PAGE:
Ten years ago this month, Hurricane Katrina slammed into the Gulf Coast, killing at least 1,833 people. In total, more than 400,000 people in New Orleans were displaced from their homes.
Those with means evacuated the city before the hurricane struck, and in the coming months and years, many of them attempted to return to rebuild their lives. But it wasn’t so simple: In October 2005, National Guard troops blocked more than 10,000 people from visiting their property in the Lower Ninth Ward, a predominately African American neighborhood that had suffered the most damage from the hurricane. Three years later, tens of thousands of people were still living in trailers issued by FEMA that were found to contain high levels of toxic formaldehyde.
Now, a decade after the storm, much of the city has bounced back. According to the Data Center, a Louisiana-based research group, 40 of the city’s 72 neighborhoods have regained more than 90 percent of their population, and of these, 16 neighborhoods now have even more residents than they did before the levees failed.
But recovery has not been even: Four of the city’s poorest neighborhoods, including the Lower Ninth Ward, are still largely abandoned, with less than half of their pre-storm populations. This summer, NPR’s Greg Allen visited the Lower Ninth Ward and noted a desolate mood in the once-vibrant community. He wrote:
One of the first things you notice is the many empty lots, several on every street. Instead of houses, they now hold weeds and tall grass… Some streets are so filled with potholes, cars can’t drive down them. There are a few convenience stores and fast food stands, but no supermarkets or grocery stores.
Some residents in the neighborhood sold their properties to the state after the storm, Allen explained. Others wanted to rebuild their homes but did not receive enough federal money to cover the costs of reconstruction.
To evaluate the shifting population landscape, the Data Center tracked the number of households in New Orleans still receiving mail. In the map above, the dark orange block just above the Mississippi River is the Lower Ninth Ward. The other dark orange neighborhoods—with major population loss since 2005—include B.W. Cooper, Florida Development, and Iberville, where public housing sites were demolished to make room for mixed-income housing. The dark green neighborhoods, which have seen population growth, are mostly located in the “sliver by the river” or on the west bank, and they escaped the severe flooding that other parts of the city experienced. Recovery has meant gentrification in some of these neighborhoods, with higher-earning residents moving into previously working-class areas.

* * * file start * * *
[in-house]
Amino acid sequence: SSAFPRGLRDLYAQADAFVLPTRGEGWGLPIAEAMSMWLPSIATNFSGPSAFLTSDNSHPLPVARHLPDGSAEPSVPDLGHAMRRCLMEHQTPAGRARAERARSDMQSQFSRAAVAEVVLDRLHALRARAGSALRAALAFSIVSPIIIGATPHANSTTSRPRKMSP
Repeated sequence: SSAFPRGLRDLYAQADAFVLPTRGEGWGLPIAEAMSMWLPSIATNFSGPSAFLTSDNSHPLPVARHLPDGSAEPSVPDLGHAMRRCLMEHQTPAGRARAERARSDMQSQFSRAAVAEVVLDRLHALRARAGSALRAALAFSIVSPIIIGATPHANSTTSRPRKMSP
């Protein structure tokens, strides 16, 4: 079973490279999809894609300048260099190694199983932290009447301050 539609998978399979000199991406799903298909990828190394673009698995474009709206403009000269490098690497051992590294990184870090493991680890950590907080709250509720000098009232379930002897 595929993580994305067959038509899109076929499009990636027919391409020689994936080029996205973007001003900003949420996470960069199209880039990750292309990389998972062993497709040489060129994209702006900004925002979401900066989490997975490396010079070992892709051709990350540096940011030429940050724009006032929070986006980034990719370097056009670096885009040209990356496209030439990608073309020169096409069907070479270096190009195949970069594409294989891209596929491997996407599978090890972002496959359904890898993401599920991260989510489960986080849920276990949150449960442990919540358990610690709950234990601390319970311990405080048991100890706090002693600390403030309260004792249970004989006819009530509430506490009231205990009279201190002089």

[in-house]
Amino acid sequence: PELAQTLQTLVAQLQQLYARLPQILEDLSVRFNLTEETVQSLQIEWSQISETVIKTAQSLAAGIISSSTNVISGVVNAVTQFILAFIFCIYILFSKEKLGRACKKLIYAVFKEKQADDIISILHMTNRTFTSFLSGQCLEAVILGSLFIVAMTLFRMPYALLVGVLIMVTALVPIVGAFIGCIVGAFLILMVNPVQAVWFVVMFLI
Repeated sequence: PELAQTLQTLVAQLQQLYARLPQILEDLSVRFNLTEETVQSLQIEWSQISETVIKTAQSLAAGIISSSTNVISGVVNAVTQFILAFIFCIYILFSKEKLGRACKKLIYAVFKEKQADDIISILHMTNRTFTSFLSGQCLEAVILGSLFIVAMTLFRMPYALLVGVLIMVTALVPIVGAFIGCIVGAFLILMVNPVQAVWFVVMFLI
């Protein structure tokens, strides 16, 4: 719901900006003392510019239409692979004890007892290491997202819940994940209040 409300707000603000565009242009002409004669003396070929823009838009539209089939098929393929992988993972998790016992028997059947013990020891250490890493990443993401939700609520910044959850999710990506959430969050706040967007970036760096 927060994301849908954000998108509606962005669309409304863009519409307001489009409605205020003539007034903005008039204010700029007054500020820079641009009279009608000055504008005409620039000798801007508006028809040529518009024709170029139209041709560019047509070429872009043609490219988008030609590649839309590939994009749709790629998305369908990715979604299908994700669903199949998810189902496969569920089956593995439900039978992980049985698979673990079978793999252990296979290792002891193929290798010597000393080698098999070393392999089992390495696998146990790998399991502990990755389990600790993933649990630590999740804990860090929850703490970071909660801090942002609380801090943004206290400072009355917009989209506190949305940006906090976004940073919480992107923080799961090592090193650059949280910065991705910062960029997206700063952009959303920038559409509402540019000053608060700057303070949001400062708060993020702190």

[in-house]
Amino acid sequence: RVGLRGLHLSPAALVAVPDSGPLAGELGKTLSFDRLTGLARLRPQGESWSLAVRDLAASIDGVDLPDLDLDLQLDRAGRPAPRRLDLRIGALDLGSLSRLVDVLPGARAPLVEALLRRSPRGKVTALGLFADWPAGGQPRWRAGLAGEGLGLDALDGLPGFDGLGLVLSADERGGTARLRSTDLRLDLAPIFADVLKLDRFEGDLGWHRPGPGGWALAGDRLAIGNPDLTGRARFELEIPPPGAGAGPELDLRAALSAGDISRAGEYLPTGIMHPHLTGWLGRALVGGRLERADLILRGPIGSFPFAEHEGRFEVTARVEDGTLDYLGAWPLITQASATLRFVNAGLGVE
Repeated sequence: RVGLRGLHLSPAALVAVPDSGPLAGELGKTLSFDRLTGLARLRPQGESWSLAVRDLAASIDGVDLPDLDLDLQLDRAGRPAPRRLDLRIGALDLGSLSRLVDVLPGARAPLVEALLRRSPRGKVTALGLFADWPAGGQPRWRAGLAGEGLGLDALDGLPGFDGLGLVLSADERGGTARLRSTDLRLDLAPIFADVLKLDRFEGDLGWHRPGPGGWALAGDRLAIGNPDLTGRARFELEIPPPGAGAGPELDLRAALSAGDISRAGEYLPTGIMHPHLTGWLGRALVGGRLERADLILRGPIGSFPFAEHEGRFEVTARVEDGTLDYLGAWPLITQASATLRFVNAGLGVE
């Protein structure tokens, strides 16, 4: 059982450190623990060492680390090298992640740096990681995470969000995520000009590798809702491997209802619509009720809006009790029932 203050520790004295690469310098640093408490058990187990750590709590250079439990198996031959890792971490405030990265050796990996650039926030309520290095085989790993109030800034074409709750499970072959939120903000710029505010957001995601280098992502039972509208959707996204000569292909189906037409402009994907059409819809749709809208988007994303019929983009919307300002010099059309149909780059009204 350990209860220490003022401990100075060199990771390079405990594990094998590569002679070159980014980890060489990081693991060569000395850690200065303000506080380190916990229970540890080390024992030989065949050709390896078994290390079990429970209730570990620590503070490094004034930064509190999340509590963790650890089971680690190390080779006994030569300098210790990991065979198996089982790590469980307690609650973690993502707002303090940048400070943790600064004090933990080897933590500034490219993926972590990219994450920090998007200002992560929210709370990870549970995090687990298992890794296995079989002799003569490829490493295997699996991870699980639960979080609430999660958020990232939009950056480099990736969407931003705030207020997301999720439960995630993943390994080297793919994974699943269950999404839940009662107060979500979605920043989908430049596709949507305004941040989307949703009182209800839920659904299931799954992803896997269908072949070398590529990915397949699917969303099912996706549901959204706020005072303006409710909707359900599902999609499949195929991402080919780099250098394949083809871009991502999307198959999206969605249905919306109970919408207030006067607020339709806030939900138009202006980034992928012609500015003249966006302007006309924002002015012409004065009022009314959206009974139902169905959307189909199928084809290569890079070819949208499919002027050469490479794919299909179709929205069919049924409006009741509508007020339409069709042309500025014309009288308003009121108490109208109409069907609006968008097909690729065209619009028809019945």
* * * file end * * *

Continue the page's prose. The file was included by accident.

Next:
While the Lower Ninth Ward still has only a fraction of its pre-2005 population, it has seen some of the fastest population growth between 2010 and 2015. As shown in the map above, the Lower Ninth Ward and other neighborhoods that suffered the most flooding damage have seen the most change in active addresses over the past five years (dark pink areas). A city councilman told the Baton Rouge-based Advocate that developments like a Walmart supercenter and a new hospital in New Orleans East have encouraged more people to move into these neighborhoods.
What commercial development will mean for local culture remains unclear. Planners for a revitalization project in Iberville, one of the old public housing areas, say they will incorporate the area’s historic structures into their final design. “People move to New Orleans for the culture,” a city councilwoman told the Guardian at a panel on gentrification. “And you don’t change the culture, you become part of it. So the attitude has to be right.”